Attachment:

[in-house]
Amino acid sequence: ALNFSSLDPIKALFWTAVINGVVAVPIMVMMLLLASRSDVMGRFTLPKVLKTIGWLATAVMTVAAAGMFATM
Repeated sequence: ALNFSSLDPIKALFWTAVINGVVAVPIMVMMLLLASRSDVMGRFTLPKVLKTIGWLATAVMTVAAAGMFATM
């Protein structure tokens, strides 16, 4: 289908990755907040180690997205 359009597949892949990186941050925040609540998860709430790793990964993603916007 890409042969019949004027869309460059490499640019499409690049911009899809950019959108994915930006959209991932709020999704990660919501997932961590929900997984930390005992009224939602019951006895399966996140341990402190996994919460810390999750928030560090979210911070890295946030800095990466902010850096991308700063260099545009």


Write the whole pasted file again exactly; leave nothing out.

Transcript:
[in-house]
Amino acid sequence: ALNFSSLDPIKALFWTAVINGVVAVPIMVMMLLLASRSDVMGRFTLPKVLKTIGWLATAVMTVAAAGMFATM
Repeated sequence: ALNFSSLDPIKALFWTAVINGVVAVPIMVMMLLLASRSDVMGRFTLPKVLKTIGWLATAVMTVAAAGMFATM
């Protein structure tokens, strides 16, 4: 289908990755907040180690997205 359009597949892949990186941050925040609540998860709430790793990964993603916007 890409042969019949004027869309460059490499640019499409690049911009899809950019959108994915930006959209991932709020999704990660919501997932961590929900997984930390005992009224939602019951006895399966996140341990402190996994919460810390999750928030560090979210911070890295946030800095990466902010850096991308700063260099545009």